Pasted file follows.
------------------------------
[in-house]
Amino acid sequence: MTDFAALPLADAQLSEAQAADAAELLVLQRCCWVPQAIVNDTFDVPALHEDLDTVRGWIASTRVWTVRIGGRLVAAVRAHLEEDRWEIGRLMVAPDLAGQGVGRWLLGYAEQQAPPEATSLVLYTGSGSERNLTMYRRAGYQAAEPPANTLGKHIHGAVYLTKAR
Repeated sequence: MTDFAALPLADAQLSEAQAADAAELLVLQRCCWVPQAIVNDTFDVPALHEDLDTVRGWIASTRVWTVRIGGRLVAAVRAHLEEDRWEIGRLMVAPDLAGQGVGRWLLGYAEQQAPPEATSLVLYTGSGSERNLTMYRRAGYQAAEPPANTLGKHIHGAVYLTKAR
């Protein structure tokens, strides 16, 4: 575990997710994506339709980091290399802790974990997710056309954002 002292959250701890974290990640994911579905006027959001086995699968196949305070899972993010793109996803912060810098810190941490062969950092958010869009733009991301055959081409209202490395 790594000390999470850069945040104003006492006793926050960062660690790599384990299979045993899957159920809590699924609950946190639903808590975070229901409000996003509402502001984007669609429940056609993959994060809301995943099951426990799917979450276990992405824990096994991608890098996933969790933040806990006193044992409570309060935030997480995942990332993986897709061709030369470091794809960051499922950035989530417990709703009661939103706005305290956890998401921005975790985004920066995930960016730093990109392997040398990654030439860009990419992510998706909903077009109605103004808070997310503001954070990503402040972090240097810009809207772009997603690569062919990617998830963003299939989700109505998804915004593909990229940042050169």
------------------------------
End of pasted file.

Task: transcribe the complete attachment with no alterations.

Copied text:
[in-house]
Amino acid sequence: MTDFAALPLADAQLSEAQAADAAELLVLQRCCWVPQAIVNDTFDVPALHEDLDTVRGWIASTRVWTVRIGGRLVAAVRAHLEEDRWEIGRLMVAPDLAGQGVGRWLLGYAEQQAPPEATSLVLYTGSGSERNLTMYRRAGYQAAEPPANTLGKHIHGAVYLTKAR
Repeated sequence: MTDFAALPLADAQLSEAQAADAAELLVLQRCCWVPQAIVNDTFDVPALHEDLDTVRGWIASTRVWTVRIGGRLVAAVRAHLEEDRWEIGRLMVAPDLAGQGVGRWLLGYAEQQAPPEATSLVLYTGSGSERNLTMYRRAGYQAAEPPANTLGKHIHGAVYLTKAR
């Protein structure tokens, strides 16, 4: 575990997710994506339709980091290399802790974990997710056309954002 002292959250701890974290990640994911579905006027959001086995699968196949305070899972993010793109996803912060810098810190941490062969950092958010869009733009991301055959081409209202490395 790594000390999470850069945040104003006492006793926050960062660690790599384990299979045993899957159920809590699924609950946190639903808590975070229901409000996003509402502001984007669609429940056609993959994060809301995943099951426990799917979450276990992405824990096994991608890098996933969790933040806990006193044992409570309060935030997480995942990332993986897709061709030369470091794809960051499922950035989530417990709703009661939103706005305290956890998401921005975790985004920066995930960016730093990109392997040398990654030439860009990419992510998706909903077009109605103004808070997310503001954070990503402040972090240097810009809207772009997603690569062919990617998830963003299939989700109505998804915004593909990229940042050169």